16. The appellant Authority instead of filing the appeal under Order 43 Rule 1(t) of the Code filed the writ petition under Article 227 of the Constitution against the order dated 29.06.2016. It was an error on the part of the appellant Authority and the High Court should have declined to entertain the writ petition and instead either converted the writ petition into the appeal under Order 43 Rule 1(t) of the Code or permitted the appellant Authority to withdraw the writ petition with a liberty to file an appeal under Order 43 Rule 1(t) of the Code, as the case may be, in its discretion. It was, however, not noticed and the High Court dismissed the writ petition on merits.
17. We, therefore, clarify the legal position that the appeal lies under Order 43 Rule 1(t) of the Code to the High Court against the order dated 29.06.2016 passed by the Appellate Court which dismissed the application made under Order 41 Rule 19 of the Code.
18. Be that as it may, in our considered opinion, the High Court erred in dismissing the writ petition. The High Court should have allowed the writ petition and the appellant Authority should have been given the indulgence of hearing of their appeal on merits.
19. Indeed, this case reminds us of the subtle observations of the learned JudgeVivian Bose, J., which His Lordship made in one of the leading cases of this Court in Sangram Singh vs. Election Tribunal, Kotah, AIR 1955 SC 425.
20. Vivian Bose J., speaking for the Bench, in his distinctive style of writing made the following observations while dealing with the case arising out of Order and reminded the Courts of their duty 8 while deciding the case. The observations are apt and read as under: “A code of procedure must be regarded as such. It is procedure something designed to facilitate justice and further its ends: not a penal enactment for punishment and penalties; not a thing designed to trip people up. Too technical a construction of sections that leaves no room for reasonable elasticity of interpretation should therefore be guarded against (provided always that justice is done to both sides) lest the very means designed for the furtherance of justice be used to frustrate it.
Our laws of procedure are grounded on a principle of natural justice which requires that men should not be condemned unheard, that decisions should not be reached behind their backs, that proceedings that affect their lives and property should not continue in their absence and that they should not be precluded from participating in them. Of course, there must be exceptions and where they are clearly defined they must be given effect to. But taken by and large, and subject to that proviso, our laws of procedure should be construed, wherever that is reasonably possible, in the light of that principle.”
21. Keeping the aforementioned statement of law in consideration and applying the same to the facts of this case, we have no hesitation in allowing this appeal and set aside the impugned order.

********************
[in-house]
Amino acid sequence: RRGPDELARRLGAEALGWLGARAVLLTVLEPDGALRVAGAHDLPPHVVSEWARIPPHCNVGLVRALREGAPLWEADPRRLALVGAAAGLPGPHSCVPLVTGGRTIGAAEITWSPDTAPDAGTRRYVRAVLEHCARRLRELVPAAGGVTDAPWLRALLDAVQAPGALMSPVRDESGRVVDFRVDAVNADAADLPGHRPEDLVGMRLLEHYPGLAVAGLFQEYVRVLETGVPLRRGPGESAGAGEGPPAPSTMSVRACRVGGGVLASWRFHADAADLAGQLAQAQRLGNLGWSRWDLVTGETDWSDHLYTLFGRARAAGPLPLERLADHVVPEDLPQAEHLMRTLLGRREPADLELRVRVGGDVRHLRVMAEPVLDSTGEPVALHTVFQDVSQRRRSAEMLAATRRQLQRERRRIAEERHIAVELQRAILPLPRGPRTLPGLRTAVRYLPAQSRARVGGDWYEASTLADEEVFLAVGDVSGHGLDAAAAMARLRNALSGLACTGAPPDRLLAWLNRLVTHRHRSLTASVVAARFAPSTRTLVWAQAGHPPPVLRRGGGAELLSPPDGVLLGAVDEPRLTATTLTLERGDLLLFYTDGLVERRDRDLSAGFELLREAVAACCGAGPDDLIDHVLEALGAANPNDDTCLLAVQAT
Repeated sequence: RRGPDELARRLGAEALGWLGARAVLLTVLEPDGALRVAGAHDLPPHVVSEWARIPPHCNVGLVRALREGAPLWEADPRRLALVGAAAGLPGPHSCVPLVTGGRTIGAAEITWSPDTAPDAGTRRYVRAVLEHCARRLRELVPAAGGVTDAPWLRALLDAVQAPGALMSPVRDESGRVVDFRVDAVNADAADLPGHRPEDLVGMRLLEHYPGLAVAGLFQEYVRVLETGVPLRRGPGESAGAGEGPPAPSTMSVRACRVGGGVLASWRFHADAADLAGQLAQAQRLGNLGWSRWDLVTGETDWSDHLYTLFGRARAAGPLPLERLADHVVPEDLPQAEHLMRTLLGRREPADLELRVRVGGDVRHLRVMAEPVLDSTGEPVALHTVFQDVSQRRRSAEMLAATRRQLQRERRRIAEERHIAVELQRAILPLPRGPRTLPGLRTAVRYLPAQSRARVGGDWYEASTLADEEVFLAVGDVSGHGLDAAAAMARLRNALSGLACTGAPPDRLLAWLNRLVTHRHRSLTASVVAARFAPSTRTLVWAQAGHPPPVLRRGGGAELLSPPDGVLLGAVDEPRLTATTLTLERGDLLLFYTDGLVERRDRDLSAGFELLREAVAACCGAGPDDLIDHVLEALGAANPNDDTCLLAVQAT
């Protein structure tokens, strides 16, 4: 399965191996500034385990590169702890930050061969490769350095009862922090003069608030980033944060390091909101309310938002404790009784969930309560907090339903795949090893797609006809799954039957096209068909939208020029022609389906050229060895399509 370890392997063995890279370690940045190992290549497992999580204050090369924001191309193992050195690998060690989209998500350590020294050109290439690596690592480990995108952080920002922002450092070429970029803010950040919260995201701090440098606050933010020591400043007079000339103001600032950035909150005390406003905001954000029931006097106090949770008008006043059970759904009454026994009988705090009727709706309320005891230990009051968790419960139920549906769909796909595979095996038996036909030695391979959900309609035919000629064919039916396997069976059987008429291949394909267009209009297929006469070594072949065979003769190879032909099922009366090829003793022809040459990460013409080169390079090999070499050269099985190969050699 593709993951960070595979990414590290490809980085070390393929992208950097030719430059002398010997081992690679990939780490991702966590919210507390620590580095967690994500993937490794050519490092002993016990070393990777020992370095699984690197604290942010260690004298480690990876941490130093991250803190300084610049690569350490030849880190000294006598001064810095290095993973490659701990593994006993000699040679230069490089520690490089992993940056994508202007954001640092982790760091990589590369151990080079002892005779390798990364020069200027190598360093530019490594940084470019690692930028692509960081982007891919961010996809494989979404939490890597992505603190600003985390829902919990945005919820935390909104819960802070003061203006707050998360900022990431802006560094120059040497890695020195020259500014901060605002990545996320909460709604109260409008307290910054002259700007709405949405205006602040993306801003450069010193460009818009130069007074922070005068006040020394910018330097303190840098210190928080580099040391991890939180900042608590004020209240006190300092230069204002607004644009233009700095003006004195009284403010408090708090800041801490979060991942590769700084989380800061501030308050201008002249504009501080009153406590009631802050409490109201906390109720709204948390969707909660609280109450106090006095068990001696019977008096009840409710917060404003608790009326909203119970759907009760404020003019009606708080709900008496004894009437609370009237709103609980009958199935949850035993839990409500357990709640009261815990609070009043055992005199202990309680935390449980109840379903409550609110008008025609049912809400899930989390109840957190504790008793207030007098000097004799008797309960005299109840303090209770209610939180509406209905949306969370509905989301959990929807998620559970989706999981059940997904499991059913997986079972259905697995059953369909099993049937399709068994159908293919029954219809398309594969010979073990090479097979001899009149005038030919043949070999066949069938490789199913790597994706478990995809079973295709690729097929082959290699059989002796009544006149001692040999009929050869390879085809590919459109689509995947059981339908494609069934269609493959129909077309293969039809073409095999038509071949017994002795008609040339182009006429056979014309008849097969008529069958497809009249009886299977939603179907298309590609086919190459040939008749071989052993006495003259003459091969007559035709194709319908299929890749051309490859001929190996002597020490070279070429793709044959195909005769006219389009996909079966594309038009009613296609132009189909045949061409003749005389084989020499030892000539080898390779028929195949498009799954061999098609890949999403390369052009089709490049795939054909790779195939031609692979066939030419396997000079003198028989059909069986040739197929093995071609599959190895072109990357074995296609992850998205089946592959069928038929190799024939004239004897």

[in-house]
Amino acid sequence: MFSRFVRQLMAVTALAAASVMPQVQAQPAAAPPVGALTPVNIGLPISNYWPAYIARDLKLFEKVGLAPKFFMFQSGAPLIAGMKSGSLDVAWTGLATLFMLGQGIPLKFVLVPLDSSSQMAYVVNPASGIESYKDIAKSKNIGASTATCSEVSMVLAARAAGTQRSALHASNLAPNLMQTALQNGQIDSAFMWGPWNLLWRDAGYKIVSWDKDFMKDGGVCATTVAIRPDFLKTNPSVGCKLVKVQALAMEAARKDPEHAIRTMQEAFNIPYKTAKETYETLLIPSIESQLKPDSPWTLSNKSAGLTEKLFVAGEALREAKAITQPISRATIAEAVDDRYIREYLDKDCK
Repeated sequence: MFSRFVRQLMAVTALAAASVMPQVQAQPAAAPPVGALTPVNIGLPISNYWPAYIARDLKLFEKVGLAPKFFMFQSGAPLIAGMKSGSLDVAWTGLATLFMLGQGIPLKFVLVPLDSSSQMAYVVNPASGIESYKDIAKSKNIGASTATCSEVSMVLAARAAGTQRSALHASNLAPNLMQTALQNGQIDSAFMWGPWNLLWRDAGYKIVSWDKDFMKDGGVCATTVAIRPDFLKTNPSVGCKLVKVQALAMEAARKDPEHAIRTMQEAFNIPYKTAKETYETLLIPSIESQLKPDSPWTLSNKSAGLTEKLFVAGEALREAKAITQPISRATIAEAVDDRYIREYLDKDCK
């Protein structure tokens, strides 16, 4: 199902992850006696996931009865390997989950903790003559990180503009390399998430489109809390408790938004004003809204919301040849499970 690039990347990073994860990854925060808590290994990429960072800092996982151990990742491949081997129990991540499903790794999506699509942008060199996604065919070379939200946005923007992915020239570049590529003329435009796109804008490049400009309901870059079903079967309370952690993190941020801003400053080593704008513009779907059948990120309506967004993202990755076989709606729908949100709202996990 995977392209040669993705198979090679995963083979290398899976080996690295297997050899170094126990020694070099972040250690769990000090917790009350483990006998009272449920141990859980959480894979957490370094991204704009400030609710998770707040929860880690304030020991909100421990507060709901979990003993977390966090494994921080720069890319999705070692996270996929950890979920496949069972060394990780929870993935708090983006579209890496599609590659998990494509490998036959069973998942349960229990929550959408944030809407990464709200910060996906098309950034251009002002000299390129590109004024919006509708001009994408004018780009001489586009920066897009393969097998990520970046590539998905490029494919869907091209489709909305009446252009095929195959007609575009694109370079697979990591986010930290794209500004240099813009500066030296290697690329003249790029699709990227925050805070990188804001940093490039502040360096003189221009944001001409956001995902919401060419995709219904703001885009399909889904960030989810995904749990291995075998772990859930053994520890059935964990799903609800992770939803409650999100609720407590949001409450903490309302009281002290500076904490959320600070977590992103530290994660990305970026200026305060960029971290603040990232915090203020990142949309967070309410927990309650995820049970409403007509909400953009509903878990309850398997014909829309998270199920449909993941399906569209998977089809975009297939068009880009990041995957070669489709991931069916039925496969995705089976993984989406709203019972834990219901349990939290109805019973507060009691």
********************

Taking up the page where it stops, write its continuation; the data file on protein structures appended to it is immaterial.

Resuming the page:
22. In our view, the Courts below should have seen that the first appeal is a valuable right of the appellant and, therefore, the appellant Authority was entitled for an opportunity to prosecute their appeal on merits. If the appellant’s advocate did not appear may be for myriad reasons, the Court could have imposed some cost on them for restoration of their appeal to compensate the respondent(plaintiff) instead of depriving them of their valuable right to prosecute the appeal on merits. This is what Justice Vivian Bose has reminded to the Courts while dealing with the cases of this nature in Sangram Singh (supra) to do substantial justice to both the parties to the lis. Indeed, dismissal of the appeal in default and dismissal of the appeal on merits makes a difference. The former dismissal is behind the back of the litigant and latter dismissal is after hearing the litigant. The latter is always preferred than the former.
23. We have perused the application made by the appellant Authority for recalling of the order and we find that it constitutes a sufficient cause within the meaning of Order 41 Rule 19 of the Code. The application, therefore, deserves to be allowed. However, it is subject to payment of cost of Rs.10,000/payable by the appellant Authority to the respondent(plaintiff). Let the cost be paid before hearing of the appeal.
24. In view of the foregoing discussion, the appeal succeeds and is accordingly allowed. The impugned order is set aside. As a consequence, the application filed by the appellant (MA No.77/2014) is allowed. The R.A. 370/2012 is accordingly restored to its original number for its hearing on merits in accordance with law.
25. Parties are directed to appear before the concerned Appellate Court on 05.03.2019 to enable the Appellate Court to fix a date for hearing of the appeal on merits uninfluenced by any of our observations on the merits because we have not applied our mind to the merits of the controversy involved in the appeal. Let the appeal be heard and disposed of as expeditiously as possible preferably within six months from the date of this order.
………………………………………J. [ABHAY MANOHAR SAPRE]
………………………………………J. [DINESH MAHEHSWARI]
February 05, 2019